Summer School for Evacuee Students

Houston area schools with evacuees are gearing up for summer school programs. This comes after poor TAKS test results for evacuees. Houston Public Radio's Capella Tucker reports.

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About 5,500 evacuees are enrolled in the Houston Independent School District. Chief Academic Officer Karen Soehnge says the TAKS results have not been good.

"The results are astounding. They range anywhere from seven percentage points to an overall average, both the third and fifth grade, of about 30 percentage points in difference, which we believe is significant."

On the fifth grade math exam, 33 percent of evacuees passed. Soehnge says the results will help schools identify which students need extra help. HISD is just now starting to get nearly $16 million from the Department of Education. HISD Superintendent Abe Saavedra says it won't cover the cost.

"We will receive approximately four-thousand per student. It takes approx $6,000 plus per student to educate every student. We're not getting full funding, but 2/3 funding sure helps over no funding at all."

Saavedra says the money doesn't cover additional services, such as summer school. Revere Middle School Principal Ken Estrella is planning to have all 180 of his evacuee students in summer school at a cost of $100,000. He says the teachers have a huge task ahead of them.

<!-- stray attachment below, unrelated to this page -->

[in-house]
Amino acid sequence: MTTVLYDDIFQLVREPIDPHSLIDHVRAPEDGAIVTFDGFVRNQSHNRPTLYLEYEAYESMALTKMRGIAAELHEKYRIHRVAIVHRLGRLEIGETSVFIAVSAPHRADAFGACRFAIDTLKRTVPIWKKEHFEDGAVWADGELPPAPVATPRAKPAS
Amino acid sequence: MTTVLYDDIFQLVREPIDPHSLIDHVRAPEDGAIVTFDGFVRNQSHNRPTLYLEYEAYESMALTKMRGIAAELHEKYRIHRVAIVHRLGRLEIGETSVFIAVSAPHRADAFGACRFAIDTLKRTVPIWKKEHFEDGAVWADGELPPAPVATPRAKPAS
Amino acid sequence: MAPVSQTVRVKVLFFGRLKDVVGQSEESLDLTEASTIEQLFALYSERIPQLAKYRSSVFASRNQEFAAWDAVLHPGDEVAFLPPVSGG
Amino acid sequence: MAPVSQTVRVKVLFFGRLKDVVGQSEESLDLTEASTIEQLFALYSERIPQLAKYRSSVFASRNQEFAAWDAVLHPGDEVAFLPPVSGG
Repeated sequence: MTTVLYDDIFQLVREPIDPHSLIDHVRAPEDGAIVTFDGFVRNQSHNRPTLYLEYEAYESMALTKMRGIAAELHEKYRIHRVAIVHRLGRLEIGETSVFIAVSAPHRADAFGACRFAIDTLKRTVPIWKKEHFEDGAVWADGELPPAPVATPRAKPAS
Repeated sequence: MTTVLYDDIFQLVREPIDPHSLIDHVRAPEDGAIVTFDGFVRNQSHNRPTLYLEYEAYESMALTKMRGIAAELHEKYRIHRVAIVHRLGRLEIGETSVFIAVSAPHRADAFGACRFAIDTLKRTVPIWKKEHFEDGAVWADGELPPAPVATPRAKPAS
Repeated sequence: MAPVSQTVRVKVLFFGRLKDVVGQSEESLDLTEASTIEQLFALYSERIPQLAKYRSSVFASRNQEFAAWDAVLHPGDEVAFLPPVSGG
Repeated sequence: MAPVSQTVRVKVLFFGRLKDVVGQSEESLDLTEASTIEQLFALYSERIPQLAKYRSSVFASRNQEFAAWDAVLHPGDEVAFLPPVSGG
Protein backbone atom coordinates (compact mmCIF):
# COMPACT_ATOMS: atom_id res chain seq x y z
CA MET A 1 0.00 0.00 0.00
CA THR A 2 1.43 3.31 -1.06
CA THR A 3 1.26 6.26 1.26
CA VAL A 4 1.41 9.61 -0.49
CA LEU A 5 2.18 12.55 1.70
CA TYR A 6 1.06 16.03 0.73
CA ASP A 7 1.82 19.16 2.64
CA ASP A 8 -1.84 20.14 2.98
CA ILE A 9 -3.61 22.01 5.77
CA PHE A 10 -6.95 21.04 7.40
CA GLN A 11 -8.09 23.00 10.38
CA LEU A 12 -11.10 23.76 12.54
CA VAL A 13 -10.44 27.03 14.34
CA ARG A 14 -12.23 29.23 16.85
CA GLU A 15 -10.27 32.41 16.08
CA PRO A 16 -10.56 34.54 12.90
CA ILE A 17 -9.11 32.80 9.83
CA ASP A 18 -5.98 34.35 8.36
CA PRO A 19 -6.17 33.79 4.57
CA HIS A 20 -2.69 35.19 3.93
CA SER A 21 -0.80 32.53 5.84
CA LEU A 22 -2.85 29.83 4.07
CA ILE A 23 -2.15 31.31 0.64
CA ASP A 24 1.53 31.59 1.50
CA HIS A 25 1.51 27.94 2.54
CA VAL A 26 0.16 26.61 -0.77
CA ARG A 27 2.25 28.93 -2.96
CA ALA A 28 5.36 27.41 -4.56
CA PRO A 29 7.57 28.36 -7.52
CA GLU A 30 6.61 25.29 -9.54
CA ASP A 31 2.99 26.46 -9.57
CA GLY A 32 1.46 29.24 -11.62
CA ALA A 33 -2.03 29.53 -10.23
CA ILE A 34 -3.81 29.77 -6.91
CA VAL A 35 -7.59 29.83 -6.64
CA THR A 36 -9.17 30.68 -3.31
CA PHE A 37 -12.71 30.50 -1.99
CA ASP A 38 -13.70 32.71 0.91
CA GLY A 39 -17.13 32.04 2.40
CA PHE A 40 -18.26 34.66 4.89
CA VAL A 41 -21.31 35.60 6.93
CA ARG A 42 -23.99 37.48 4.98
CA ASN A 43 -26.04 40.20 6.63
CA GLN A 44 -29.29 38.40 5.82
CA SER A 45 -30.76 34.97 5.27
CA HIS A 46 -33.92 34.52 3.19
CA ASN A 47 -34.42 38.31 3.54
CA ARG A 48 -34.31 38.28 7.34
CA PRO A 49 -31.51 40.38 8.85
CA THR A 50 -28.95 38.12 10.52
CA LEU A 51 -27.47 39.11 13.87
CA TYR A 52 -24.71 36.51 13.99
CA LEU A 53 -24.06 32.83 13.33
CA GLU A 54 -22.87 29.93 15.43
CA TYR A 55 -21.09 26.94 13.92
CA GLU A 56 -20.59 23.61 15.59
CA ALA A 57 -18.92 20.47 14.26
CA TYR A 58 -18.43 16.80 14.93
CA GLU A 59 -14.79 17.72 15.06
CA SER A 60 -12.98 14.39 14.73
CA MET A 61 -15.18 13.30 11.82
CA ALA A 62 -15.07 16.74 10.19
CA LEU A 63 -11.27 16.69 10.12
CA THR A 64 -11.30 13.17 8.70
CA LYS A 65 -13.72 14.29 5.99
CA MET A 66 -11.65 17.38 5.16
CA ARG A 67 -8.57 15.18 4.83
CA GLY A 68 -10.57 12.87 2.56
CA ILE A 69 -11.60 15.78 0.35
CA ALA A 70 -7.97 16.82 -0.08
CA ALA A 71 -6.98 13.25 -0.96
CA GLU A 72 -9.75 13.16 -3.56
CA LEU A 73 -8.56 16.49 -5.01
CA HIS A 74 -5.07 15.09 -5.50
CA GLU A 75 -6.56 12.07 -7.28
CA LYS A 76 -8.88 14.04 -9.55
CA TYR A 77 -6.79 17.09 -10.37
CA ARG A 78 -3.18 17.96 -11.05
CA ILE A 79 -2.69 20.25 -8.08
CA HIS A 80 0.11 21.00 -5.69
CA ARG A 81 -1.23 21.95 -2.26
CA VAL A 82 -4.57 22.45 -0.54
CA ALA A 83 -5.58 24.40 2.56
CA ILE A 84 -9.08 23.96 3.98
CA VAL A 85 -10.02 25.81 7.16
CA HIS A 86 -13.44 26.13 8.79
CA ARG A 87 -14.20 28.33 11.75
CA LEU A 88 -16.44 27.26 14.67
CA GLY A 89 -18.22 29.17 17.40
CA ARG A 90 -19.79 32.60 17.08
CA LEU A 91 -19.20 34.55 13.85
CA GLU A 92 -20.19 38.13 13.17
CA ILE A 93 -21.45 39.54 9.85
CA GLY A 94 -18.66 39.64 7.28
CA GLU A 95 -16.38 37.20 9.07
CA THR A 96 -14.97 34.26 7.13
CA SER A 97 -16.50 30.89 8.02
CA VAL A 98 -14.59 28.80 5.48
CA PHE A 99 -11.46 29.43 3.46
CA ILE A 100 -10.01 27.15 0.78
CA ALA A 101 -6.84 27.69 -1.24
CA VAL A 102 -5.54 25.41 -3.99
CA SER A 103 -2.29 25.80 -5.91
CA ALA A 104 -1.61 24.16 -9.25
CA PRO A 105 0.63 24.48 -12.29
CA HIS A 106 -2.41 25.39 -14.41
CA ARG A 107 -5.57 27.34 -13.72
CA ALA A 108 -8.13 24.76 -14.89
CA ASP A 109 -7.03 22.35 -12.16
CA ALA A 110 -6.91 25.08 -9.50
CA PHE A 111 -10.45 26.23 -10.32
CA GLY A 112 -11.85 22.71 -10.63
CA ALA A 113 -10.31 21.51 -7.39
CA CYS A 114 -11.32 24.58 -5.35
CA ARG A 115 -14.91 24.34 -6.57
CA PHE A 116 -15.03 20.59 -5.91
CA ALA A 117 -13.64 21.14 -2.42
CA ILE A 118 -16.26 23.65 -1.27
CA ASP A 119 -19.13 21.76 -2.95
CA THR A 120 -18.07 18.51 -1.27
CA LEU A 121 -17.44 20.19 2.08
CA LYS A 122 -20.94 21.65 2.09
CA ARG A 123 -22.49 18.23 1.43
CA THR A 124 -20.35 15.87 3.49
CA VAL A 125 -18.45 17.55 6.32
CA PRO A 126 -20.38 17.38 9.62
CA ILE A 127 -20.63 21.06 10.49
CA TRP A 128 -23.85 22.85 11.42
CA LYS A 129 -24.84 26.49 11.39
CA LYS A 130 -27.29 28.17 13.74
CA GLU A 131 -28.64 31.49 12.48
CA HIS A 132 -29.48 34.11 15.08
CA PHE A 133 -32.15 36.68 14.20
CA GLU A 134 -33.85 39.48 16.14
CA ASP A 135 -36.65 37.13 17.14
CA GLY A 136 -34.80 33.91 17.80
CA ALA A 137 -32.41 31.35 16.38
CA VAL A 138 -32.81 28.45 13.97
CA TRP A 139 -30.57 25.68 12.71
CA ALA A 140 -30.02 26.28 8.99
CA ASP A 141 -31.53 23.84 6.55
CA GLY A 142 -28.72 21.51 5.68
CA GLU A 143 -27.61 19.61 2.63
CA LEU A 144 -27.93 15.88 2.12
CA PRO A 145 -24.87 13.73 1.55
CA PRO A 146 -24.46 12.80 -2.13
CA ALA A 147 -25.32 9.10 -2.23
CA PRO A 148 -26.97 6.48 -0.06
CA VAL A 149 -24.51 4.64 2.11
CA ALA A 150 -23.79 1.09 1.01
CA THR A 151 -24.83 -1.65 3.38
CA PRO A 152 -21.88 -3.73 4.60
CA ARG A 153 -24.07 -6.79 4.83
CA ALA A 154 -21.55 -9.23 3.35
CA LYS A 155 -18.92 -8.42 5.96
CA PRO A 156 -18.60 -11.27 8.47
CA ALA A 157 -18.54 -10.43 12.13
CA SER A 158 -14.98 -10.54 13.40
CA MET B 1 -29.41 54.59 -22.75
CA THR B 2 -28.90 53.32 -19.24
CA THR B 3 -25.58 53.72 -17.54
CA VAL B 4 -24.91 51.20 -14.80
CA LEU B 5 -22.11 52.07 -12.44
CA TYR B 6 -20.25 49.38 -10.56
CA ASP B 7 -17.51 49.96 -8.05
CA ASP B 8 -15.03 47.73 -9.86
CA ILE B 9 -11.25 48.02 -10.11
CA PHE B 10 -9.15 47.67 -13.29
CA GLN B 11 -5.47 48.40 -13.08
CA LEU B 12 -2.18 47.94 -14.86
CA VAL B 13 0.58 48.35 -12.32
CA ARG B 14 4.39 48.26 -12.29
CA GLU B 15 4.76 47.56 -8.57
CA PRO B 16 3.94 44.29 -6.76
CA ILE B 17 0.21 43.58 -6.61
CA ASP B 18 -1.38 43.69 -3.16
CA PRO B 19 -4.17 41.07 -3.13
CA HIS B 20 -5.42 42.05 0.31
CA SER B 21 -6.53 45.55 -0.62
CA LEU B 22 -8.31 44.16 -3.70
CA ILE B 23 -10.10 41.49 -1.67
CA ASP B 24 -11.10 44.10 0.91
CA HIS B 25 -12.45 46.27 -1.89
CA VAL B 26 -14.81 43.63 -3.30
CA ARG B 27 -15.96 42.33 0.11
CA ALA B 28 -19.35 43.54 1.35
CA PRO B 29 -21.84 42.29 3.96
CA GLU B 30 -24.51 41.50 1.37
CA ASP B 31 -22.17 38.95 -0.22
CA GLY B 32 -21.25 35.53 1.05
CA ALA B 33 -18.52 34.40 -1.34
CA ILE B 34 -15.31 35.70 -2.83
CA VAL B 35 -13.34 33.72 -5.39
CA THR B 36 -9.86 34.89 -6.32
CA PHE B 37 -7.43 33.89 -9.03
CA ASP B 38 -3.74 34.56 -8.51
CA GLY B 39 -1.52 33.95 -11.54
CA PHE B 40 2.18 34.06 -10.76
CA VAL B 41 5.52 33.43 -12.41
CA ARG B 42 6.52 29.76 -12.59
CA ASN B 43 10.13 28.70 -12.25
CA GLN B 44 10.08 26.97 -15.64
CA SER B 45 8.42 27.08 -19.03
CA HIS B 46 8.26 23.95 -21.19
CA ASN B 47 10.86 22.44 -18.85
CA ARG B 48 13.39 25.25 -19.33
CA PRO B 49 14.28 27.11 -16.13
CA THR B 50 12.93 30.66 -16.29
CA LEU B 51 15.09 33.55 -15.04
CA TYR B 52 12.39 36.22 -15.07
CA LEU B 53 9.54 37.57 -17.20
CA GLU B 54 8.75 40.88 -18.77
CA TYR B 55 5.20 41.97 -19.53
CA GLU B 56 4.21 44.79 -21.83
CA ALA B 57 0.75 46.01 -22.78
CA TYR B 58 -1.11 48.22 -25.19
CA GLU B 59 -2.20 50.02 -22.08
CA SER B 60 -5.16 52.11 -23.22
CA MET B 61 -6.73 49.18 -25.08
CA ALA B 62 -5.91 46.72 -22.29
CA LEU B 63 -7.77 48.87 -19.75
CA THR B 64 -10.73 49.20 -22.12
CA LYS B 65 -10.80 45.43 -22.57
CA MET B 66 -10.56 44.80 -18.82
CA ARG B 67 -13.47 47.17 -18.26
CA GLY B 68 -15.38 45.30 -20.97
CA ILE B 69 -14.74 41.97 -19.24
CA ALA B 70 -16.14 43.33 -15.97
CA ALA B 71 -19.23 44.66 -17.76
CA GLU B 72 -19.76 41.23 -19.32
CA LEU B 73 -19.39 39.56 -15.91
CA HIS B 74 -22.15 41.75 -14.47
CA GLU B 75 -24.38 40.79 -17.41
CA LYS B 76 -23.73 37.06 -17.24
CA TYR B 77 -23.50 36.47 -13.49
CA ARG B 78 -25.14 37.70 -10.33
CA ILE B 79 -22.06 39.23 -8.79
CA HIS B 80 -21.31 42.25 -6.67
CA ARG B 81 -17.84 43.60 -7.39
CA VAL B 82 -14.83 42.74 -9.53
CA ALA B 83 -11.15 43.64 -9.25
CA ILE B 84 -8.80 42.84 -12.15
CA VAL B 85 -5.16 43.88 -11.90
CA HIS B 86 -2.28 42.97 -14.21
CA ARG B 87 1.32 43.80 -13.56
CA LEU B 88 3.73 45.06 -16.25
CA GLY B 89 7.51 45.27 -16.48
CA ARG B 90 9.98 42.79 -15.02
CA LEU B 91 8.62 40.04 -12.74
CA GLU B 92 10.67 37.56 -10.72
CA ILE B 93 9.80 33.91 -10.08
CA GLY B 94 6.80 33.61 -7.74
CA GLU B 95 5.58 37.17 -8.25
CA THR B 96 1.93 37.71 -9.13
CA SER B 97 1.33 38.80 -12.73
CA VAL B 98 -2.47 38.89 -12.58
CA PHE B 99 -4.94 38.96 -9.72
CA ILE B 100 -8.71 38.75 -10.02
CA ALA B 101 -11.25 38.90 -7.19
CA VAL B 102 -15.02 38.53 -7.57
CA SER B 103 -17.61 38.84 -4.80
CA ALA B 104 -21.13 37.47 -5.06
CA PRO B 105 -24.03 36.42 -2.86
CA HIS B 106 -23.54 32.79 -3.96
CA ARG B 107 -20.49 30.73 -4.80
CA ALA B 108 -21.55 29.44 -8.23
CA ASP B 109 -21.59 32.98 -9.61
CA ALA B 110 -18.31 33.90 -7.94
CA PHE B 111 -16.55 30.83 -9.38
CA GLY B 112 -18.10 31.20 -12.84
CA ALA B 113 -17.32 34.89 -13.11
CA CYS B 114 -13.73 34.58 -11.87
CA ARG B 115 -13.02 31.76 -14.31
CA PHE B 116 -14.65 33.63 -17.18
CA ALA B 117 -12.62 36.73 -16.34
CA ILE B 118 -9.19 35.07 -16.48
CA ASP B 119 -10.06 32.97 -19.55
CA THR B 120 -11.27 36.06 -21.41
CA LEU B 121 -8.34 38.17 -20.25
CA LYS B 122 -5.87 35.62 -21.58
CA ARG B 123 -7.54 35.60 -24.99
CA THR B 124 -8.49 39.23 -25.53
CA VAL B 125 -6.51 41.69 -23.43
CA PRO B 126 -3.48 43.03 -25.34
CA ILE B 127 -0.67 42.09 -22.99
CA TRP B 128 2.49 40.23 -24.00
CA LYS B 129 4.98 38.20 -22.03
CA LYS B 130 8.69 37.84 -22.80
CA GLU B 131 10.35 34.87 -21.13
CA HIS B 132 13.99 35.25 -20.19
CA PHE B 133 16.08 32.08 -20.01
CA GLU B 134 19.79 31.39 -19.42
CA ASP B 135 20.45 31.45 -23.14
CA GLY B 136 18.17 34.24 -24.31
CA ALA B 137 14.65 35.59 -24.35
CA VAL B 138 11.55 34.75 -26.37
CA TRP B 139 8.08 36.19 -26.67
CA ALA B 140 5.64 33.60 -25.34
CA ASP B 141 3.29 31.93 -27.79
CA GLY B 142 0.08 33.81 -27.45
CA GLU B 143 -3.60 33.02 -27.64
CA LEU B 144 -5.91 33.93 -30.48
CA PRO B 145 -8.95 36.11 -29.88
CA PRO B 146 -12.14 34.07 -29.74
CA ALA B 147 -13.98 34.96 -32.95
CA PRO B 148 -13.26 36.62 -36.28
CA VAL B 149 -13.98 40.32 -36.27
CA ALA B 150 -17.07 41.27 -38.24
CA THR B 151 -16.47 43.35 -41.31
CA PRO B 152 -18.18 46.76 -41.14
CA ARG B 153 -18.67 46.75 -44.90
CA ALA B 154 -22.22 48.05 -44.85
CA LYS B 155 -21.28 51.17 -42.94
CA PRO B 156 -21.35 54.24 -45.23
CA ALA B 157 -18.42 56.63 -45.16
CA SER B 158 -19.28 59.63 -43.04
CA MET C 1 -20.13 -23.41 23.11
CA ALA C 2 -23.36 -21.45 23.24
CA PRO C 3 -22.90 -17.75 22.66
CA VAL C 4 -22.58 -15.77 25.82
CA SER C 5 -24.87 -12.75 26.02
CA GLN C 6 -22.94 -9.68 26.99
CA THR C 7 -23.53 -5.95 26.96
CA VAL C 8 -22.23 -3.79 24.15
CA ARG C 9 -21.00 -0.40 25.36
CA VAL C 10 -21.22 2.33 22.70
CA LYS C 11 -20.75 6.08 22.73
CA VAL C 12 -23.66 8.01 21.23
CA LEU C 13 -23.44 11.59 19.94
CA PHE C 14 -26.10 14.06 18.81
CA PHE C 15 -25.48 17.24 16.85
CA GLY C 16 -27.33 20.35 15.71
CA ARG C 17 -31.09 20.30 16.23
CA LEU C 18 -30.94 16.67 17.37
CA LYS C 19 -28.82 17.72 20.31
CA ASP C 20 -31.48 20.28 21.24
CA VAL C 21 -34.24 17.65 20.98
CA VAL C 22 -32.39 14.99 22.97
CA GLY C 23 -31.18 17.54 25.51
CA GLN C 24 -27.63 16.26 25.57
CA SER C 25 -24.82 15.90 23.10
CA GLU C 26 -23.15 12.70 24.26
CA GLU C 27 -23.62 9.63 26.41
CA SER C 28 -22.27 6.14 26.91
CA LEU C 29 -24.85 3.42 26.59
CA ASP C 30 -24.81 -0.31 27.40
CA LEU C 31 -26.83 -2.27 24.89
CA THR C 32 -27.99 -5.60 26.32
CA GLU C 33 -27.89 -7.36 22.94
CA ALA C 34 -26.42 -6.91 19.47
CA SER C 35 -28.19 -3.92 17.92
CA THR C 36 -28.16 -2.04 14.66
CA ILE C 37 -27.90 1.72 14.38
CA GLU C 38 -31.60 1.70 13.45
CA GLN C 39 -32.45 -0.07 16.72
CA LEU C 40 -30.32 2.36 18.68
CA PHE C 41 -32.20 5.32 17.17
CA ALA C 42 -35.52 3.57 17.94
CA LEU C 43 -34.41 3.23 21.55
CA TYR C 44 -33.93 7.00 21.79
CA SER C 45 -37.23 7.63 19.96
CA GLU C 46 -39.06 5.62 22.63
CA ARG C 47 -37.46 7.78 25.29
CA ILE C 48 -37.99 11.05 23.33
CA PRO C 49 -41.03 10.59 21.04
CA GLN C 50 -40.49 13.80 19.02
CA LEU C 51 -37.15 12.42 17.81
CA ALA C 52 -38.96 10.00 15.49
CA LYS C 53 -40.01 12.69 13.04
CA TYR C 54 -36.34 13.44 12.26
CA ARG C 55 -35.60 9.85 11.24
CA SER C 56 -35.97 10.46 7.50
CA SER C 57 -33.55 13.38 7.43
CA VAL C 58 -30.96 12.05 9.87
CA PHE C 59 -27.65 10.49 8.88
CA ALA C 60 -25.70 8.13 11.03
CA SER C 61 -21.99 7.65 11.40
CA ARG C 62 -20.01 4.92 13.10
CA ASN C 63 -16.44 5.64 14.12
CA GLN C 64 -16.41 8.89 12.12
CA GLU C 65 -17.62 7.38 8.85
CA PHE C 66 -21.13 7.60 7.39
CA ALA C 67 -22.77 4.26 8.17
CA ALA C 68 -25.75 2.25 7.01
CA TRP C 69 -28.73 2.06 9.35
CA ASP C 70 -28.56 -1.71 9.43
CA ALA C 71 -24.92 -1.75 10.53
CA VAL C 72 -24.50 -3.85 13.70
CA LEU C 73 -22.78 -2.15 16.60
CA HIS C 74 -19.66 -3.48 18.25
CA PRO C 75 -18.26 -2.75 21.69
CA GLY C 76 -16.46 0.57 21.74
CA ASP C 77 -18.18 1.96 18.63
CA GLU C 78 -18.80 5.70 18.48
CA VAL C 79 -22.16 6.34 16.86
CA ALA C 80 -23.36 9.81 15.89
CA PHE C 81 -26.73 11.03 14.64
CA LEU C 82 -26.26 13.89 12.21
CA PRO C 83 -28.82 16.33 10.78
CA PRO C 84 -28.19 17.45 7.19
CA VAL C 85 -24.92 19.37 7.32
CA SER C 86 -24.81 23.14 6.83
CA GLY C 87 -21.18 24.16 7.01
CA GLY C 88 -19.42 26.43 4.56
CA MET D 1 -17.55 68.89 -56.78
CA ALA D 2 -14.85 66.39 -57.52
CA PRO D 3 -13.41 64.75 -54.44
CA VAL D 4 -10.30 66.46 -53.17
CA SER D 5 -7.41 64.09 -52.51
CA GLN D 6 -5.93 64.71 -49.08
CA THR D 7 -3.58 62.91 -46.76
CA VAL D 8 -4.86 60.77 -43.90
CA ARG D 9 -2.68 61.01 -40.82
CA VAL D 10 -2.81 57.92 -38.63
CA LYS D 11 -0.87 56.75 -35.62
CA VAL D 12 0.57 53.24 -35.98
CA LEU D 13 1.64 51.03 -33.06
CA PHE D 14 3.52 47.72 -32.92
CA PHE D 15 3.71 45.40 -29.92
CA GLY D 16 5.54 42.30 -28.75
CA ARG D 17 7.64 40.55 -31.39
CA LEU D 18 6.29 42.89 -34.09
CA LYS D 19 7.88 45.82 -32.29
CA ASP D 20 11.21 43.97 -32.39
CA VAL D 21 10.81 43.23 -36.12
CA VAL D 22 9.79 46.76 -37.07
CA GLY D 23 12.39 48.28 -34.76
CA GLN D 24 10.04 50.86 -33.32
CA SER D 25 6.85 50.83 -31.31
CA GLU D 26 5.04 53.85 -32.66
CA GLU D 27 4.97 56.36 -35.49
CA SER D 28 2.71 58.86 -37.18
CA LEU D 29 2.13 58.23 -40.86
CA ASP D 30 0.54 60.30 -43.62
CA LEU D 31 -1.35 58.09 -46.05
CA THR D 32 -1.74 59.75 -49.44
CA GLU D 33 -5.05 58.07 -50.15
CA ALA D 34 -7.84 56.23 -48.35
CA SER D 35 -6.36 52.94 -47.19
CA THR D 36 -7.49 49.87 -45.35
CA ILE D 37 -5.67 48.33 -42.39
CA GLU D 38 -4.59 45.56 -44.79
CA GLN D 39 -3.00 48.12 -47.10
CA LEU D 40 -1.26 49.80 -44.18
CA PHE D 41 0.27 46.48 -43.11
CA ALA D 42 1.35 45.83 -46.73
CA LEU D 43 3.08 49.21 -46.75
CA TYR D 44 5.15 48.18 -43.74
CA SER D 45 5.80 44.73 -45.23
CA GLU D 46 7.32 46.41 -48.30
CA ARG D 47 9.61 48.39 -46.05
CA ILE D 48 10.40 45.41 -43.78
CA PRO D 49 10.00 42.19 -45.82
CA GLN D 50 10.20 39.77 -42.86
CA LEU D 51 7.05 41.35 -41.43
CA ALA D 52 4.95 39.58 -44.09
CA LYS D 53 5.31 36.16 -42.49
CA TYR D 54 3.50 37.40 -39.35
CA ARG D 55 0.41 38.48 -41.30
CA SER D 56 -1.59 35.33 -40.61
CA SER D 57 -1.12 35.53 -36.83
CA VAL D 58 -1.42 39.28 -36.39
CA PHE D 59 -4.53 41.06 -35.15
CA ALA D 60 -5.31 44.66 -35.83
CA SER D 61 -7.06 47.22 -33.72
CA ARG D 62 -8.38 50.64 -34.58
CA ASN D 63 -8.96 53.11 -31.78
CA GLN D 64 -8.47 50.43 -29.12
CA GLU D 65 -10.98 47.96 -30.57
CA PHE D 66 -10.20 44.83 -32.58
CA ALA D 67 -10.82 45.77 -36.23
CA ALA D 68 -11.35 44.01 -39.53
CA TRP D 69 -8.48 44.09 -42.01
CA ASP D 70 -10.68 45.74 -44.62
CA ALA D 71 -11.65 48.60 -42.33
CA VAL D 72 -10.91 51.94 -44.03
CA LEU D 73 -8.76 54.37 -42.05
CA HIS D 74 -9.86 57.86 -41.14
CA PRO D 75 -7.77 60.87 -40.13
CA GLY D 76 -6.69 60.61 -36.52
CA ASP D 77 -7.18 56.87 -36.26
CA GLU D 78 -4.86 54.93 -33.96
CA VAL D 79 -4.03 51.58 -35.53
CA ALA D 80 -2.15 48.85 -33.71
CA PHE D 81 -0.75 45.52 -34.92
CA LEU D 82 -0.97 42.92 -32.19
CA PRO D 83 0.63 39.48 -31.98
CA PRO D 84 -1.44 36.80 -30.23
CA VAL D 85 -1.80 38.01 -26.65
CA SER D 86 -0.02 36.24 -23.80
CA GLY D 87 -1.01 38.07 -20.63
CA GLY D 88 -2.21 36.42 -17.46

"Are we realistically going to be able to get them to where they are reading on grade level by next year. Probably not. But we're going to give it our best shot. And if we just keep them in these intense programs and tutorial programs and keep them coming to summer programs and getting them ready for high school."

District officials say the poor test results were not unexpected. Ed Domecq taught in New Orleans for 30 years. He's rebuilding his life in Houston and is now teaching at Revere. He says the Texas and Louisiana kids are not different, but the schools systems are.

"They were exposed to a school system that was toxic. In a lot of ways if you would read our curriculum back home, if you would read our discipline rules, it's more rigorous and stricter then it is here, it's just that it wasn't followed ever. Here, people are trying, people are working together and that's what makes the difference here."

Domecq is optimistic the evacuee students will be able to catch up. But district officials say the extra efforts won't end after summer school. Officials expect most of the evacuees to return next year. This year, the evacuee scores did not count toward a school's accountability rating ... but it's expected to be next year. Capella Tucker, Houston Public Radio News.

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